Research

Alternative Data

Alternative Data

Demonstration Algorithms

Introduction

There is a vast amount of alternative data available that we can use for developing signals in our Alphas. This allows us to create many unique hypotheses about the relationships between our data sources and the market, such as creating NLP models from twitter data to determine market sentiment or using Federal Reserve data to rebalance a portfolio.

QuantConnect provides a large library of alternative data sources. This includes free data sources like SEC filings, Federal Reserve data, and also paid sources like new data from Tiingo. You can find a complete list of alternative data sources in Alternative Data documentation. Most of the alternative data sources are also available in the research environment. This allows us to directly analyze a wide variety of data.

Edgar SEC Filings

Publicly traded companies in the US must file important investor notices (8-K) quarterly reports (10-Q), yearly reports (10-K), and any other publicly available reports to the SEC. These filings contain important information about a company's finances, including their income statements and balance sheets.

The report contents are not parsed in any way. The contents range from plain text to XBRL structured data format. For more information about the SEC and structured data formats, please visit the SEC's Office of Structured Disclosure webpage.

Making History Calls

SEC filing data is a linked data source. This means filing data is tied to the underlying equity whenever possible. This linkage is performed by the ticker used at the time of the filing. To add the right data to your strategy, you should use the equity symbol when you request SEC data.

# We must import any custom data that we want to use
from QuantConnect.Data.Custom.SEC import *



# Request underlying equity data.
aapl = qb.AddEquity("AAPL")

# Add SEC 10-Q (quarterly report) filings for Apple
aapl_10Q = qb.AddData(SECReport10Q, aapl)

# Add SEC 10-K (yearly report) filings for Apple
aapl_10K = qb.AddData(SECReport10K, aapl)

# Add SEC 8-K (investor notices) filings for Apple
aapl_8K = qb.AddData(SECReport8K, aapl)

We can then make requests for AAPL's historical price data and report data using qb.History. History calls for alternative data sources are similar to history calls for price data. We can use either qb.History(Type, Symbol, StartDate, EndDate), where Type is the data type, Symbol is the symbol for which to retrieve data for, or we can use qb.History(Type, Symbol, Period), which returns historical data from the given past period starting from today's date.

# We request for 1000 days of data starting from today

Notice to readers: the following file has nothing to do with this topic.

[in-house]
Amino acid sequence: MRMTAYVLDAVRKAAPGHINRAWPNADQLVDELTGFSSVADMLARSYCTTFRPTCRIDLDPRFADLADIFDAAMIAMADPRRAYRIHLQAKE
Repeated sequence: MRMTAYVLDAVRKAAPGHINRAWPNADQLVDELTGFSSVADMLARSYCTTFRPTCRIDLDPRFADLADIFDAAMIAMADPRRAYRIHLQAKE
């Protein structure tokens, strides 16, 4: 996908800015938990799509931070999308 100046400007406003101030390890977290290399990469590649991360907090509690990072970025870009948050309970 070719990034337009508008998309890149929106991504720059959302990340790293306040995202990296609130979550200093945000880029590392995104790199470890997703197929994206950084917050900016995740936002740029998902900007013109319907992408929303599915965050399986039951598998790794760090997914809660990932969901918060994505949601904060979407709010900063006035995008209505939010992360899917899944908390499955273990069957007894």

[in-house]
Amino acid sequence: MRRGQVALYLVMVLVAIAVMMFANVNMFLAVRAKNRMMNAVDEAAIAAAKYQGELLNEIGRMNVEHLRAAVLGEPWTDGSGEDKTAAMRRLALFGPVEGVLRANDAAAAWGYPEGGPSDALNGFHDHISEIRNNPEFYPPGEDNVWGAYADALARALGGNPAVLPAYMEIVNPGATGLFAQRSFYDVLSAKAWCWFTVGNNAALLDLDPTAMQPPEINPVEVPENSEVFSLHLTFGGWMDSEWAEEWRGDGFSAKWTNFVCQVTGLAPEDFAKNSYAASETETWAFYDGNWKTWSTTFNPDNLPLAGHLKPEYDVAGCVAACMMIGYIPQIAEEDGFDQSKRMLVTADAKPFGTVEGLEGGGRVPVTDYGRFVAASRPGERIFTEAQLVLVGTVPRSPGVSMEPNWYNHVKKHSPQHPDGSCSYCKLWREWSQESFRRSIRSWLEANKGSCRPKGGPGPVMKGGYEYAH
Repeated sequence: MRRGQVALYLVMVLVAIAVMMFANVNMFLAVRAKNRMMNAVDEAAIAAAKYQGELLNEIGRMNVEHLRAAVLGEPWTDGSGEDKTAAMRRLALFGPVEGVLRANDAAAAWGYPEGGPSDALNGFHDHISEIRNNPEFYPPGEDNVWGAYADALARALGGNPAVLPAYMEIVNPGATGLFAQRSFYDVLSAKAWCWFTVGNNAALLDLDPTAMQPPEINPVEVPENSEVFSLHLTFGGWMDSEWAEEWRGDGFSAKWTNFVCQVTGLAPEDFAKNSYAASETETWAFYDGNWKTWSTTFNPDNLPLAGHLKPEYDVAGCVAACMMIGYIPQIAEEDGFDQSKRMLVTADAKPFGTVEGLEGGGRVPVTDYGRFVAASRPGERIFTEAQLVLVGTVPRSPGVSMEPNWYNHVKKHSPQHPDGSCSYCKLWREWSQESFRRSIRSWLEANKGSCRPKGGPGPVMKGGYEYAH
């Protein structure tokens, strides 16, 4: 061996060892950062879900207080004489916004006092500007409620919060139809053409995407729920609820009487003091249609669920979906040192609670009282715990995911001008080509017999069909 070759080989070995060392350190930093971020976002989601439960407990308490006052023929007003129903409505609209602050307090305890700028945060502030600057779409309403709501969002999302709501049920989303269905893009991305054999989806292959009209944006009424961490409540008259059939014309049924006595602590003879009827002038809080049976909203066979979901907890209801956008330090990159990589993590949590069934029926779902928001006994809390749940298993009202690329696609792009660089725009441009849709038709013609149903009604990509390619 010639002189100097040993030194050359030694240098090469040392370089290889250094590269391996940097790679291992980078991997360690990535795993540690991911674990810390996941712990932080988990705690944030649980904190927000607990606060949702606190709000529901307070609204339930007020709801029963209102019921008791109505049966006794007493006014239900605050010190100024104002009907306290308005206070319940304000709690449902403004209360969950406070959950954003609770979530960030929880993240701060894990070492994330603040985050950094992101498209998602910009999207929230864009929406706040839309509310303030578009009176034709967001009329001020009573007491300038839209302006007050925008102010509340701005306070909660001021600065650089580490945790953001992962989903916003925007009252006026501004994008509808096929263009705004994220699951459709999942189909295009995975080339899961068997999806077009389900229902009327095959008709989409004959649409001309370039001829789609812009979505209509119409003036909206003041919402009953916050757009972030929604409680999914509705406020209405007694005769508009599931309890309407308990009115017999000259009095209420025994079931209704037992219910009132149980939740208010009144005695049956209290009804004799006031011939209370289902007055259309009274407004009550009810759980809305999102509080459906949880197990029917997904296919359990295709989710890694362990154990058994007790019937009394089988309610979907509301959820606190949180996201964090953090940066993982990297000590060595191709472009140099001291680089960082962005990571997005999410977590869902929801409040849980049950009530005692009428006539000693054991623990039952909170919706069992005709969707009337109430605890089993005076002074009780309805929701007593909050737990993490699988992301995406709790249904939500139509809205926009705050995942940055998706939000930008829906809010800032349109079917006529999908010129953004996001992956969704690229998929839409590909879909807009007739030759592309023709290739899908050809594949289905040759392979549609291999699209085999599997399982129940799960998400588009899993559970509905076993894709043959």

aapl_history = self.History(aapl.Symbol, timedelta(days=1000), Resolution.Daily)

report_history = self.History(SECReport8K, aapl_8K.Symbol, timedelta(days=1000))

Accessing and Manipulating Data

We can then analyze this data by plotting it. Let's analyze the performance of AAPL in the days after an 8-K report is released. Let's first plot the daily close values of AAPL.

# Format our chart
plt.title(f'Stock price {n} days after 8-K report released (AAPL)')
plt.xlabel('Date')
plt.ylabel('Price')


# Access the close column
aapl_daily_close = aapl_history_daily['close']

# Foward fill missing data points and plot it as a transparant(alpha=0.2) line graph.
aapl_daily_close.fillna(method='ffill').plot(alpha=0.2)
AAPL Historical Daily Close

Then let's highlight the daily historical closes after an 8-K release by replotting those close values on top of the previous plot.

# For every date that an 8-K is released
for date in report_history.index.levels[1]:
    start_time = date
    end_time = date + timedelta(days=20)
    aapl_history_daily.loc[start_time:end_time]['close'].plot() # Plot the historical close values 20 days after 
AAPL Historical Performance After an 8-K

Federal Reserve Data

The Federal Reserve bank of St. Louis, MO provides free macroeconomic indicators and other figures. QuantConnect hosts this Federal Reserve Economic Data (FRED) for use in your algorithms. This data includes various volatility measures, recession indicators, interest rates, and other factors that can be used to analyze the relationships between macroeconomic factors and the market. You can find a full list of these factors in the Alternative Data documentation.

Making History Calls

Let's analyze how SPY performs when there is a recession according to the From Period Following Peak Through The Trough indicator. We can subscribe to FRED data with qb.AddData(FRED, Selector), where Selector is the metric we wish to analyze.

# We must import any custom data that we want to use
from QuantConnect.Data.Custom.Fred import *



# Add SPY to see how the market reacts to the recession indicator
spy = self.AddEquity("SPY")

# Add Federal Reserve Economic Data (FRED) custom data
oecd = self.AddData(Fred, Fred.OECDRecessionIndicators.UnitedStatesFromPeakThroughTheTrough)

We can then make requests for the OCED recession indicator data using qb.History. History calls for alternative data sources are similar to history calls for price data. We can use either qb.History(Type, Symbol, StartDate, EndDate), where Type is the data type, Symbol is the symbol for which to retrieve data for, or we can use qb.History(Type, Symbol, Period), which returns historical data from the given past period starting from today's date.

# We request for 1000 days of data starting from today
spy_daily = self.History(spy.Symbol, timedelta(days=10000), Resolution.Hour)
oecd_history = self.History(Fred, oecd.Symbol, timedelta(days=10000))

# Drop the symbol index from multi-index dataframe, so that we have a time series
oecd_history = oecd_history.reset_index(level=0, drop=True)
spy_daily = spy_daily.reset_index(level=0, drop=True)

Accessing and Manipulating Data

The OCED From Period Following Peak Through The Trough indicator returns a value of 0 if there is not a recession and 1 if there is a recession. In order to analyze how the indicator correlates to SPY, we can plot the daily close of SPY in red if there is a recession and in blue otherwise. We can achieve this by first plotting the overall daily close values in blue and then plotting the recessionary periods on top in red.